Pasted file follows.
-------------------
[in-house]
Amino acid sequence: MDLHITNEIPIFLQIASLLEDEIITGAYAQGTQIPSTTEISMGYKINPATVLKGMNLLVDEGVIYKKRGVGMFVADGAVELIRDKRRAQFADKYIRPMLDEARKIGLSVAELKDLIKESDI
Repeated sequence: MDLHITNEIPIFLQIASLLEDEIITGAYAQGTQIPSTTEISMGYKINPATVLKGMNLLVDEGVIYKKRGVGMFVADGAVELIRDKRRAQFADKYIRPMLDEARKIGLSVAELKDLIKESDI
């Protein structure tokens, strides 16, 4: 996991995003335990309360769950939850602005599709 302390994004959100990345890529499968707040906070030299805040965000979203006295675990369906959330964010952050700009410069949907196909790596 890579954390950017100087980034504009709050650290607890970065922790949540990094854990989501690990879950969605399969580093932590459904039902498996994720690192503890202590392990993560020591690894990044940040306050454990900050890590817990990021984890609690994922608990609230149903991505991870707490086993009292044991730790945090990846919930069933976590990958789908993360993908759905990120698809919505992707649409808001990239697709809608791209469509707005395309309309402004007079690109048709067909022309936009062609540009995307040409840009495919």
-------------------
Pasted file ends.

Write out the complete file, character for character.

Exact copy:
[in-house]
Amino acid sequence: MDLHITNEIPIFLQIASLLEDEIITGAYAQGTQIPSTTEISMGYKINPATVLKGMNLLVDEGVIYKKRGVGMFVADGAVELIRDKRRAQFADKYIRPMLDEARKIGLSVAELKDLIKESDI
Repeated sequence: MDLHITNEIPIFLQIASLLEDEIITGAYAQGTQIPSTTEISMGYKINPATVLKGMNLLVDEGVIYKKRGVGMFVADGAVELIRDKRRAQFADKYIRPMLDEARKIGLSVAELKDLIKESDI
């Protein structure tokens, strides 16, 4: 996991995003335990309360769950939850602005599709 302390994004959100990345890529499968707040906070030299805040965000979203006295675990369906959330964010952050700009410069949907196909790596 890579954390950017100087980034504009709050650290607890970065922790949540990094854990989501690990879950969605399969580093932590459904039902498996994720690192503890202590392990993560020591690894990044940040306050454990900050890590817990990021984890609690994922608990609230149903991505991870707490086993009292044991730790945090990846919930069933976590990958789908993360993908759905990120698809919505992707649409808001990239697709809608791209469509707005395309309309402004007079690109048709067909022309936009062609540009995307040409840009495919």